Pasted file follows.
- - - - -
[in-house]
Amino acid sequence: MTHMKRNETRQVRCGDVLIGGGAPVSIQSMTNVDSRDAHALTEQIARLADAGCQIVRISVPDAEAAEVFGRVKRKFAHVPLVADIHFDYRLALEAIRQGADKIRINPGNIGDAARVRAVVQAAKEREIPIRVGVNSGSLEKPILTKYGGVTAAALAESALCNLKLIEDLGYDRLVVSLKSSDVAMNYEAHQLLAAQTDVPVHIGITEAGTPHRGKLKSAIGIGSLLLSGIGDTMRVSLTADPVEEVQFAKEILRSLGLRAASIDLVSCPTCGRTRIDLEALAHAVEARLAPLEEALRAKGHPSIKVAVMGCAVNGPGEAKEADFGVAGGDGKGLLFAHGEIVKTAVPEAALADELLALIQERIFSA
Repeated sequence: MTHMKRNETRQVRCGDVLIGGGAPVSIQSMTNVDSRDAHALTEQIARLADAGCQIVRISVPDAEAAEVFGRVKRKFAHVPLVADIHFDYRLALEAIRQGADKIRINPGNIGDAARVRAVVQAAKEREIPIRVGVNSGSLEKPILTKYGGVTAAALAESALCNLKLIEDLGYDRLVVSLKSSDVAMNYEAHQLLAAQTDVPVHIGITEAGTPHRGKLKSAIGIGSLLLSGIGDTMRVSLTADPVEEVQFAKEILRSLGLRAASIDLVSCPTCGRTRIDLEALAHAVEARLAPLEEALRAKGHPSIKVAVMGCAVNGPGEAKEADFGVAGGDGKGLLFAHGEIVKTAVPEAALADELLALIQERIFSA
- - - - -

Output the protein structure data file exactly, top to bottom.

[in-house]
Amino acid sequence: MTHMKRNETRQVRCGDVLIGGGAPVSIQSMTNVDSRDAHALTEQIARLADAGCQIVRISVPDAEAAEVFGRVKRKFAHVPLVADIHFDYRLALEAIRQGADKIRINPGNIGDAARVRAVVQAAKEREIPIRVGVNSGSLEKPILTKYGGVTAAALAESALCNLKLIEDLGYDRLVVSLKSSDVAMNYEAHQLLAAQTDVPVHIGITEAGTPHRGKLKSAIGIGSLLLSGIGDTMRVSLTADPVEEVQFAKEILRSLGLRAASIDLVSCPTCGRTRIDLEALAHAVEARLAPLEEALRAKGHPSIKVAVMGCAVNGPGEAKEADFGVAGGDGKGLLFAHGEIVKTAVPEAALADELLALIQERIFSA
Repeated sequence: MTHMKRNETRQVRCGDVLIGGGAPVSIQSMTNVDSRDAHALTEQIARLADAGCQIVRISVPDAEAAEVFGRVKRKFAHVPLVADIHFDYRLALEAIRQGADKIRINPGNIGDAARVRAVVQAAKEREIPIRVGVNSGSLEKPILTKYGGVTAAALAESALCNLKLIEDLGYDRLVVSLKSSDVAMNYEAHQLLAAQTDVPVHIGITEAGTPHRGKLKSAIGIGSLLLSGIGDTMRVSLTADPVEEVQFAKEILRSLGLRAASIDLVSCPTCGRTRIDLEALAHAVEARLAPLEEALRAKGHPSIKVAVMGCAVNGPGEAKEADFGVAGGDGKGLLFAHGEIVKTAVPEAALADELLALIQERIFSA